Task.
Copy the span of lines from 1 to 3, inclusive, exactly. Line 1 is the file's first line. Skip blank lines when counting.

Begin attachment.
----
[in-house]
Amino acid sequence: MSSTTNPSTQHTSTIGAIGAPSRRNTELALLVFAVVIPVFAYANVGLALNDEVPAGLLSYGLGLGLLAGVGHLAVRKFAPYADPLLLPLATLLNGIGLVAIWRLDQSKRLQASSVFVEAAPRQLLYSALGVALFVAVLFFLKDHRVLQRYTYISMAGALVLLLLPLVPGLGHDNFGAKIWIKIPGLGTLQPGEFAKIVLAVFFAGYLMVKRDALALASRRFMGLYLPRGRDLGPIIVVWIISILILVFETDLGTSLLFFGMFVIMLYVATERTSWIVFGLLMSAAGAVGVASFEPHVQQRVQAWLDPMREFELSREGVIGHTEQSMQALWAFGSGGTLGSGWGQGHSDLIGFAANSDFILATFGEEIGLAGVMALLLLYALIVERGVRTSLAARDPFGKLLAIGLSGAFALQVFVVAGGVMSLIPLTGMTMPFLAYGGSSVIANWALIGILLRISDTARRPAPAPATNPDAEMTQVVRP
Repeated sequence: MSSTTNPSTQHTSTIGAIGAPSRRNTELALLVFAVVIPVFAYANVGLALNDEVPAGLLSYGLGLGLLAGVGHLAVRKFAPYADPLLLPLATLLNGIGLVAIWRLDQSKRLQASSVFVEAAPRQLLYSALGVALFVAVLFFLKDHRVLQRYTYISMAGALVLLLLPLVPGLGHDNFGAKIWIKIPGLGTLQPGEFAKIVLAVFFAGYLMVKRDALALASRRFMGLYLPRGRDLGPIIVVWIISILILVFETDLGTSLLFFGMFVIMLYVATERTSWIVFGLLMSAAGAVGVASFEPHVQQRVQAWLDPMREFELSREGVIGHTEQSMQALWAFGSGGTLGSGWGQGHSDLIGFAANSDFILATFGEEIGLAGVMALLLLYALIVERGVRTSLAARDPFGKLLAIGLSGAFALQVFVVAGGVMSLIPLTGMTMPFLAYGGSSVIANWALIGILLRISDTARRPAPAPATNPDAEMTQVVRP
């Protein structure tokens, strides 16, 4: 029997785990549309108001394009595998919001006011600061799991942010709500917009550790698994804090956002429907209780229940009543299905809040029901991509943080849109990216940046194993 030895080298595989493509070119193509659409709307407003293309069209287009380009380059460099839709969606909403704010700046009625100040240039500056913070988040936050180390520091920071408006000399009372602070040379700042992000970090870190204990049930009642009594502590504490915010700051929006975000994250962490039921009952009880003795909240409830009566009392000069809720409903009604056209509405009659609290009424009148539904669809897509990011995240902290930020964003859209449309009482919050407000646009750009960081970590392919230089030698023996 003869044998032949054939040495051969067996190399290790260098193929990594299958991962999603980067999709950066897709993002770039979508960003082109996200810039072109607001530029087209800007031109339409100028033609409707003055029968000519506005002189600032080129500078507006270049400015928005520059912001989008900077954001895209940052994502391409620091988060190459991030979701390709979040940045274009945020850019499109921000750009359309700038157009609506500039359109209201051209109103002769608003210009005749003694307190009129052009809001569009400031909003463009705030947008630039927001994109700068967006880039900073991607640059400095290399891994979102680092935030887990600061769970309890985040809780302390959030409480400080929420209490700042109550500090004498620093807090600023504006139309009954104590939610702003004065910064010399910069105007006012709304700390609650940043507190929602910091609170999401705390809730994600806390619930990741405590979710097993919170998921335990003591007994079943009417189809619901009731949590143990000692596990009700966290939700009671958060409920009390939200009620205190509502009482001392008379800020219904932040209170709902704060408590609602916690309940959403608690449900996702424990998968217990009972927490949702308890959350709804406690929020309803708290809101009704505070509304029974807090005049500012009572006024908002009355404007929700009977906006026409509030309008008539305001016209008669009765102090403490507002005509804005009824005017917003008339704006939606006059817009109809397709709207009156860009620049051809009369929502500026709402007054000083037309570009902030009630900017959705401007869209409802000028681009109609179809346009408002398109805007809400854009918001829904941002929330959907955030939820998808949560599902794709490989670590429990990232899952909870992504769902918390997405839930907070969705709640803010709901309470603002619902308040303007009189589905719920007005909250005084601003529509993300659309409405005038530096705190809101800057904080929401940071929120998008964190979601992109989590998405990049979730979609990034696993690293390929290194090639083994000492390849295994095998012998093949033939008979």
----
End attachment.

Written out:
[in-house]
Amino acid sequence: MSSTTNPSTQHTSTIGAIGAPSRRNTELALLVFAVVIPVFAYANVGLALNDEVPAGLLSYGLGLGLLAGVGHLAVRKFAPYADPLLLPLATLLNGIGLVAIWRLDQSKRLQASSVFVEAAPRQLLYSALGVALFVAVLFFLKDHRVLQRYTYISMAGALVLLLLPLVPGLGHDNFGAKIWIKIPGLGTLQPGEFAKIVLAVFFAGYLMVKRDALALASRRFMGLYLPRGRDLGPIIVVWIISILILVFETDLGTSLLFFGMFVIMLYVATERTSWIVFGLLMSAAGAVGVASFEPHVQQRVQAWLDPMREFELSREGVIGHTEQSMQALWAFGSGGTLGSGWGQGHSDLIGFAANSDFILATFGEEIGLAGVMALLLLYALIVERGVRTSLAARDPFGKLLAIGLSGAFALQVFVVAGGVMSLIPLTGMTMPFLAYGGSSVIANWALIGILLRISDTARRPAPAPATNPDAEMTQVVRP
Repeated sequence: MSSTTNPSTQHTSTIGAIGAPSRRNTELALLVFAVVIPVFAYANVGLALNDEVPAGLLSYGLGLGLLAGVGHLAVRKFAPYADPLLLPLATLLNGIGLVAIWRLDQSKRLQASSVFVEAAPRQLLYSALGVALFVAVLFFLKDHRVLQRYTYISMAGALVLLLLPLVPGLGHDNFGAKIWIKIPGLGTLQPGEFAKIVLAVFFAGYLMVKRDALALASRRFMGLYLPRGRDLGPIIVVWIISILILVFETDLGTSLLFFGMFVIMLYVATERTSWIVFGLLMSAAGAVGVASFEPHVQQRVQAWLDPMREFELSREGVIGHTEQSMQALWAFGSGGTLGSGWGQGHSDLIGFAANSDFILATFGEEIGLAGVMALLLLYALIVERGVRTSLAARDPFGKLLAIGLSGAFALQVFVVAGGVMSLIPLTGMTMPFLAYGGSSVIANWALIGILLRISDTARRPAPAPATNPDAEMTQVVRP